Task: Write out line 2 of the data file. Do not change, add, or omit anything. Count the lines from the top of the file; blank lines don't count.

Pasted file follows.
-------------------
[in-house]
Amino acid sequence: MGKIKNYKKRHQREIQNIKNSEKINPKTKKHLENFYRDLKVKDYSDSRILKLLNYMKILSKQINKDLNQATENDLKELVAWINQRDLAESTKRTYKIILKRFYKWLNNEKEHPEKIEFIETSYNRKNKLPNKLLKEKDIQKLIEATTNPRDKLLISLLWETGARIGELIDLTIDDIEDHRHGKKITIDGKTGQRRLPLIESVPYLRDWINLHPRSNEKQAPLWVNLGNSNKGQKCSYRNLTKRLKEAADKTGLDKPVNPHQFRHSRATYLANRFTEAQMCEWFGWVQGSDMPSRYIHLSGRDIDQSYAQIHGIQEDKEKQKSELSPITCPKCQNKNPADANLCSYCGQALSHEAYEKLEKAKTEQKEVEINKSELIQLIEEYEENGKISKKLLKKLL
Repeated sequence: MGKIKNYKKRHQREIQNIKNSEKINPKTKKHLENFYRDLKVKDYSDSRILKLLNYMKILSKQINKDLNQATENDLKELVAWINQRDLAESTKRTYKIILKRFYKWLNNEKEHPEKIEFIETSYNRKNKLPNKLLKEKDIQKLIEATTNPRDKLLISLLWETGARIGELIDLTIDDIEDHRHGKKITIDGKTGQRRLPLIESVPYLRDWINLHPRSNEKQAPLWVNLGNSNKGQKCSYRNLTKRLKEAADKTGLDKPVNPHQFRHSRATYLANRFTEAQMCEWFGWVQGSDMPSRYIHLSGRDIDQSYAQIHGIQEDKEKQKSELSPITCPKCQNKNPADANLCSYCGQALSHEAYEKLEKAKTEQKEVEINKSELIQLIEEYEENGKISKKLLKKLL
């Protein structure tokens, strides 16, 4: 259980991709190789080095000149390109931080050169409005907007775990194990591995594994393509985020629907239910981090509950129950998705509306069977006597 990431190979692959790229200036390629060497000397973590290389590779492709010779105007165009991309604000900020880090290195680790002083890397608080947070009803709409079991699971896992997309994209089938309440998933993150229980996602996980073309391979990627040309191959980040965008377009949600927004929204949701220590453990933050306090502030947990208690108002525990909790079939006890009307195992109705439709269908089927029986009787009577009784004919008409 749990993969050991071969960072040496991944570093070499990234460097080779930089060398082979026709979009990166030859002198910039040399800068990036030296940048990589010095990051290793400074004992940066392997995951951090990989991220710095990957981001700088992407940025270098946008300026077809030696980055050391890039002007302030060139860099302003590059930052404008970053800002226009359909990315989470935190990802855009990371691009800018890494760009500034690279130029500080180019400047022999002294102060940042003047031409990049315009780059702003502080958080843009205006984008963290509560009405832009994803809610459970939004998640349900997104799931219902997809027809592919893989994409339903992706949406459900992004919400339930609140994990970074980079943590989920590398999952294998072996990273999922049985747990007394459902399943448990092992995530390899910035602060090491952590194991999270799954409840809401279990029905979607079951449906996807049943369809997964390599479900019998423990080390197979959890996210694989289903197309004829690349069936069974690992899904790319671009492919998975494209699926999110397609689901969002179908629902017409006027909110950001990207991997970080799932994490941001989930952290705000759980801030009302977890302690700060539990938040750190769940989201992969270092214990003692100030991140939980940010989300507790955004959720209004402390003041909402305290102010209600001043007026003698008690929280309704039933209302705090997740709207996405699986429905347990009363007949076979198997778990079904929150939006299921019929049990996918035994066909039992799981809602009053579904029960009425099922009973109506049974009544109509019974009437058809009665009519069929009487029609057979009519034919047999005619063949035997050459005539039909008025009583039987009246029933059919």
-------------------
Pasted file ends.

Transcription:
Amino acid sequence: MGKIKNYKKRHQREIQNIKNSEKINPKTKKHLENFYRDLKVKDYSDSRILKLLNYMKILSKQINKDLNQATENDLKELVAWINQRDLAESTKRTYKIILKRFYKWLNNEKEHPEKIEFIETSYNRKNKLPNKLLKEKDIQKLIEATTNPRDKLLISLLWETGARIGELIDLTIDDIEDHRHGKKITIDGKTGQRRLPLIESVPYLRDWINLHPRSNEKQAPLWVNLGNSNKGQKCSYRNLTKRLKEAADKTGLDKPVNPHQFRHSRATYLANRFTEAQMCEWFGWVQGSDMPSRYIHLSGRDIDQSYAQIHGIQEDKEKQKSELSPITCPKCQNKNPADANLCSYCGQALSHEAYEKLEKAKTEQKEVEINKSELIQLIEEYEENGKISKKLLKKLL